Small Time Giants

support Nanook
author TL date 09/05/15 venue Loppen, Copenhagen, DEN

Last year discovered that shockingly, there are rock bands even in Greenland, when Small Time Giants started to get noticed in connection with the release of their debut album "Stethoscope". It only seemed right to see them at the first given opportunity, which turned out to be tonight at the event that translates to "The tip of Greenlandic rock". The band is playing alongside the more accomplished Nanook, a group that has three albums out sung entirely in Greenlandic, and while Nanook for some reason happens to play first, they're headliners on the poster and it's clearly them that the majority of the audience have come to see. Unsurprisingly, most are also of Greenlandic heritage and hanging out at Loppen before the bands, as a Danish person, feels a bit like being a tourist at someone else's cultural gathering. But then some would say music is universal, so with that in mind, let's get things started with a review of Nanook by someone who has no idea what they sing about.


Not understanding a word that's being sung, watching Nanook feels a bit like watching J-rock, and then again it doesn't at all. Because where J-rock bands are usually hypermodern and all over the map stylistically, Nanook play a more conventional blend of indie, pop and folk - like a laid-back crossing of the frosty pop songs of Kent or Escobar and the more acoustic and folksy styles of Of Monsters And Men or Mumford And Sons. The band is fronted by the brothers Christian and Frederik Elsner, both on vocals and guitar, and to their aid they have bass, drums and various keyboards employed by the rest of the band. It's curious to hear singing in Greenlandic, because the language often uses a slurring, lisping sound, and Frederik Elsner, in particular, takes his voice comfortably around his register, often gliding over to an affected falsetto.

To the band's credit, the set is tight with the minor exception that one of the keyboards is a bit too loud in the mix. On the odd songs where Christian takes the lead vocals, it's also clear that his singing is somewhat less melodious than his brother's. Other than that though, the band plays on confidently to great reception from an audience in high spirits, and on a couple of occasions the brothers also step down in front of the monitors to play their delicate guitar melodies more up close to the crowd. That being said, you get the feeling that this is a band where the lyrics are central, and while the songs are varied in tone and tempo, their style remains a pretty easygoing and ordinary pop-rock. That the band's set lasts well over an hour then, feels a good deal too long, at least if you don't speak Greenlandic. Yet the audience at least seems to take this casually, popping back and forth to the bar for extra supplies, and later on Small Time Giants are even brought on to help out on a song. All in all Nanook prove to be a charming, sincere and very laid-back and inclusive live act to witness, although for obvious reasons you likely get more out of seeing them if you know their language.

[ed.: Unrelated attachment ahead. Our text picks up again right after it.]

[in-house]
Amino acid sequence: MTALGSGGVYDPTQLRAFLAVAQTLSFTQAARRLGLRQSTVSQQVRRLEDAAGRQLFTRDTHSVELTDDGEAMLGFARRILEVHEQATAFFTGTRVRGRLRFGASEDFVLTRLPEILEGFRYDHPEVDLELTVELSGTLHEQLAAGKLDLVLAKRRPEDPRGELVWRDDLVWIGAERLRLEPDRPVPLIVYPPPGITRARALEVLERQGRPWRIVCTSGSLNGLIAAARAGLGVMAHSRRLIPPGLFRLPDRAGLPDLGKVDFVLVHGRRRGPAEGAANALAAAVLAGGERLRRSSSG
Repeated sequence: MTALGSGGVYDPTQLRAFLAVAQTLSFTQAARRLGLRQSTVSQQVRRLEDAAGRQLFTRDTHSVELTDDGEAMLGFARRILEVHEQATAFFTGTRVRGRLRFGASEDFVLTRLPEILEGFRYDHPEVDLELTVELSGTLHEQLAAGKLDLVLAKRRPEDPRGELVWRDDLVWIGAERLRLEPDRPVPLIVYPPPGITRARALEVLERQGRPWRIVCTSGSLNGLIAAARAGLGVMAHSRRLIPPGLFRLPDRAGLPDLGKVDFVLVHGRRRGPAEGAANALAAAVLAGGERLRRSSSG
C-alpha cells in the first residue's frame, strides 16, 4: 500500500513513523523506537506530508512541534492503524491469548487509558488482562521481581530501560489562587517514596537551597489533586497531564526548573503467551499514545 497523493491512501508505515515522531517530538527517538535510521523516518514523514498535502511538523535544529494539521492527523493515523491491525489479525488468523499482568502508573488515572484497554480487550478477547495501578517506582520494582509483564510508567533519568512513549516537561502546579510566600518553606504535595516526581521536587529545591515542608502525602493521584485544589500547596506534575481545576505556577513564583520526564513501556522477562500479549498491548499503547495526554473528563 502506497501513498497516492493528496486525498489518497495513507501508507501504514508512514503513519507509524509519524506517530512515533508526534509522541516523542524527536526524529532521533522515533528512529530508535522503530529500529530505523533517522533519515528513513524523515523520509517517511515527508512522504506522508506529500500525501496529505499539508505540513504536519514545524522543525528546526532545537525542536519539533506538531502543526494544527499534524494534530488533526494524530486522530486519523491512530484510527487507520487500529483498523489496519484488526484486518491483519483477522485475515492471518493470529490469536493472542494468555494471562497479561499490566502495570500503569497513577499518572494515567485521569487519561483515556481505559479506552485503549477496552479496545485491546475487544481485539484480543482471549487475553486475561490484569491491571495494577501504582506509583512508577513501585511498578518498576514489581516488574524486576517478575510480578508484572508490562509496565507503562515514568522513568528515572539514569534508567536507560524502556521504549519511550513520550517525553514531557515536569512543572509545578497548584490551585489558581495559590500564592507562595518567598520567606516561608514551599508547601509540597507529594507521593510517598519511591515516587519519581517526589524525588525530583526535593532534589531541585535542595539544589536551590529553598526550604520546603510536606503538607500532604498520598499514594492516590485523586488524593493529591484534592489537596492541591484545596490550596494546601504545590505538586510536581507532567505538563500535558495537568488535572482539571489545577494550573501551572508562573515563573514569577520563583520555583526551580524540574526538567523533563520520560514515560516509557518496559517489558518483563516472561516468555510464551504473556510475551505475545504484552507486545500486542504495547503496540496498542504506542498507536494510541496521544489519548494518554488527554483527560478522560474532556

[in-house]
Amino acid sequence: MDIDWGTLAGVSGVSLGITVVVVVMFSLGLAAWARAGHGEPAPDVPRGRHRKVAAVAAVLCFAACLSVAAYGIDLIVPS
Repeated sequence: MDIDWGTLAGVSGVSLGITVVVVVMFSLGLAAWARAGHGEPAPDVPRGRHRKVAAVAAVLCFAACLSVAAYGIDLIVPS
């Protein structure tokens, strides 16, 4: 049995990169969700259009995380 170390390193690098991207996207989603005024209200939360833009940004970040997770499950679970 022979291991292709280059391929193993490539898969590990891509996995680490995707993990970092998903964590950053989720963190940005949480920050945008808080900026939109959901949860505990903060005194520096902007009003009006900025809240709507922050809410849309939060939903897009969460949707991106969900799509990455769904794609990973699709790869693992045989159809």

Small Time Giants

After a thorough changeover, the stage looks lighter on both equipment and personnel, and the floor is more sparsely populated with audience as well, yet Loppen is still fairly busy for Small Time Giants' closing set. True to the atmospheric style of their debut album, the band comes on to the sound of a sampled speech and starts setting up their airy, anthemic indie/pop-rock. Frontman Miki Jensen immediately draws attention to himself, both by putting groovy movement into his playing, but also by his affected, clear singing, which is so reminiscent of Placebo's Brian Molko. The set is plagued by issues with guitarist Pilutannguaq Hammeken's microphone, which unfortunately feeds quite a bit, despite being turned down so low that his backing vocals are pretty much inaudible. The immediate qualities of the band's songs still come across easily enough though, and Jensen acts the present frontman by speaking confidently yet down to earth with the audience between songs, revealing the band's dreams of someday being able to play shows where all the songs are hits.

Hopefully though, Small Time Giants will work towards this by spicing things up rather than dumbing them down, for while there's urgency and an immersive atmosphere to their ambient expression, you do miss having something extra, like simply a contrastful bridge part added, as many of their songs build up gently, repeat their chorus and then fade rather quickly. This and the fact that their songs are very similar tempo wise starts to work against them after an otherwise captivating first half hour, but similarly to Nanook, Small Time Giants have a longer set in mind, making room for both older songs and covers of other Greenlandic artists. They add colour to the long end of the set by throwing out confetti and glow sticks, which adds to the festive mood of the evening, but on the flipside, the "sit down-jump-up" routine and a crowd surfing excursion on top of the front crowd is perhaps a bit more than what fits the occasion. Still, the evening leaves you with the impression of a band that has obvious talent to work with, along with a confident and active stage presence and an intention to activate their crowds. As with Nanook, they arguably play a bit longer than their qualities can bear, but then the night's theme makes it sort of a hometown gig away from home for them, so in that regard it perhaps make sense. All in all, the impression that you should keep an eye on these guys remains after catching them live.

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